PERSPECTIVE3-5 min to read

Should the pollsters be fired?

The polls pointed to an overwhelming victory for Joe Biden in the US election. But what we saw was a razor-tight race for the White House, so is the time up for pollsters?



Piya Sachdeva

The polls promised us a landslide victory. Instead we were left with days on the edge of our seats. After a disaster in 2016, is it time to fire the pollsters?

Only if you consider a 90% strike rate bad. It’s better than I have done in many exams...

Popular vote versus the electoral college

Coming into election day, national polls gave Biden a decent 7% lead. Investors were wrong to extrapolate a “Blue Wave” – where the Democrats take the presidency and Congress - from a large lead in the national polls. The national poll itself is almost impossible to map on the electoral college, which is crucial, as we were reminded of in 2016.

Four years ago Donald Trump lost the popular vote but won the election. In other words, polls appear to better reflect the popular vote rather than the nuanced way the electoral college works.

Polls correct in most swing states

Polls in the swing states – which, stayed true to their “battleground” name, did pretty well. Out of the 12 swing states we identified, 11 out of 12 had the correct prediction. Only Florida was wrong, pointing to a Biden lead. Even then, the predicted margin from pollsters of 1.4% was well within the 3% margin of error, so arguably should be excused.

Pollsters got the outcome of the swing states correct, but the vote margin was where they tripped up. For example, polls suggested Biden would win Florida by 1.4%, but instead he lost by 3.3%. So the margin of error for Florida – the most important swing state -  was wrong by 4.7%.

Various states also had large errors (see chart below), more than creeping outside the supposed 3% margin of error. This error was not symmetric either; across the swing states, polls, on average polled Biden too favourably, by 3.4%.


Lessons learned?

If we had the benefit of hindsight and were able to eliminate the bias towards by adding 3.4% to Trump in each state, would polls have done better? Polls would have correctly predicted Florida but, in an effort to do so, would have incorrectly predicted Arizona. But with Florida worth more electoral college votes, this change would have better captured 3% of the electoral college vote.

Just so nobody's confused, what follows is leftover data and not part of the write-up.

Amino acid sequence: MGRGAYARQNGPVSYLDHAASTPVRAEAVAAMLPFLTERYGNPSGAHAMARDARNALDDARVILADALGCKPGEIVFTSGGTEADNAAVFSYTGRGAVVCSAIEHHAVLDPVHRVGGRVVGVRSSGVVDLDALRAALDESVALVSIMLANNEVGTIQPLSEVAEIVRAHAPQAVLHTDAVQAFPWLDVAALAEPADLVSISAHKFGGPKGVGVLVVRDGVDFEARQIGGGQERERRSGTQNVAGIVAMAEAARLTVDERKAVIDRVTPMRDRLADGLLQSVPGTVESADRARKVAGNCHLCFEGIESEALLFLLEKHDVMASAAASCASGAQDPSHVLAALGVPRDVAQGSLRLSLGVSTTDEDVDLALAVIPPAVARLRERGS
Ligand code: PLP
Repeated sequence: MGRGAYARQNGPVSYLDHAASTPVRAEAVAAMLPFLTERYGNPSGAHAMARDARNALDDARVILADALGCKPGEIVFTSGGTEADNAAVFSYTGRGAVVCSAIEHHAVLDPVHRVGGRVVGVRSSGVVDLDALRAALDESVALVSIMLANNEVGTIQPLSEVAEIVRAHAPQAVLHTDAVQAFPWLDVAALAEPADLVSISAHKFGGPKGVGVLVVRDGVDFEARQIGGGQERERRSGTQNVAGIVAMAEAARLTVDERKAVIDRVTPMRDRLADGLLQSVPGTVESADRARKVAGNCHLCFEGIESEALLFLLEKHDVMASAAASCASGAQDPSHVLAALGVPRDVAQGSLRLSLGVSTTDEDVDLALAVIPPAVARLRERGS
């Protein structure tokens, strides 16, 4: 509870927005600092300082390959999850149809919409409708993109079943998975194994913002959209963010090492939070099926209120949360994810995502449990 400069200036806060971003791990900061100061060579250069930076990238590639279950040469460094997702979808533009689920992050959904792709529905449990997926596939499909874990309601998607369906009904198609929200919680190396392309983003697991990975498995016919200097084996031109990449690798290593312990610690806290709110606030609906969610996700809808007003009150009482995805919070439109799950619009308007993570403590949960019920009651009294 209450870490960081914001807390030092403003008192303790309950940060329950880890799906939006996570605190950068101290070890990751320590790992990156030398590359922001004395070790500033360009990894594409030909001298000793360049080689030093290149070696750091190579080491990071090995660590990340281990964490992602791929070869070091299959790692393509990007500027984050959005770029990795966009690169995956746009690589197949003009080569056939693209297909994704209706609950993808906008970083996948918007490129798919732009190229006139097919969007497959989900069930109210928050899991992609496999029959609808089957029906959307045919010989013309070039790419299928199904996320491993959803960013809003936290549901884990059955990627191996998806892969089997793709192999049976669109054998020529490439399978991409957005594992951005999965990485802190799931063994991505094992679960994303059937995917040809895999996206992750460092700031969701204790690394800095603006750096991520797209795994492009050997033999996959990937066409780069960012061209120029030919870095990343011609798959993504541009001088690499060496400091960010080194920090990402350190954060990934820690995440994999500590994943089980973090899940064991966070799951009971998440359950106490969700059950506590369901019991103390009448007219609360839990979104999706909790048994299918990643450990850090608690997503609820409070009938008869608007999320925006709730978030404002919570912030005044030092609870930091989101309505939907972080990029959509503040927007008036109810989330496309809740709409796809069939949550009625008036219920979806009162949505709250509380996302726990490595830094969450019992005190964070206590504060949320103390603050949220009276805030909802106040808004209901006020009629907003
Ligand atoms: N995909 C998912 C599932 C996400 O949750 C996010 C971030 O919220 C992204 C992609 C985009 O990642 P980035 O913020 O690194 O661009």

Michigan and Wisconsin – worth another 5% of the vote - would have then also flagged up as narrow races. But most importantly, the polls would still have pointed to a convincing Biden victory.

Stepping back, it seems that investors were caught off guard by the large margin of error in Florida, which was widely seen as Biden’s ticket to a quick victory on the day of the election. Instead it was the combination of the sheer number of mail votes and the order by which states and mail votes were counted, that created the real uncertainty.

Pollsters should not be fired yet

With the correct outcome for the President and a 90% hit rate in the swing states it would be unfair dismissal to fire the pollsters. But they do need to do some more work on eliminating bias, which is beginning to look more systemic than at first glance. We will put them on performance review and check-in in another four years.

The views and opinions contained herein are those of Schroders’ investment teams and/or Economics Group, and do not necessarily represent Schroder Investment Management North America Inc.’s house views. These views are subject to change. This information is intended to be for information purposes only and it is not intended as promotional material in any respect.


Piya Sachdeva


Piya Sachdeva
Economic views

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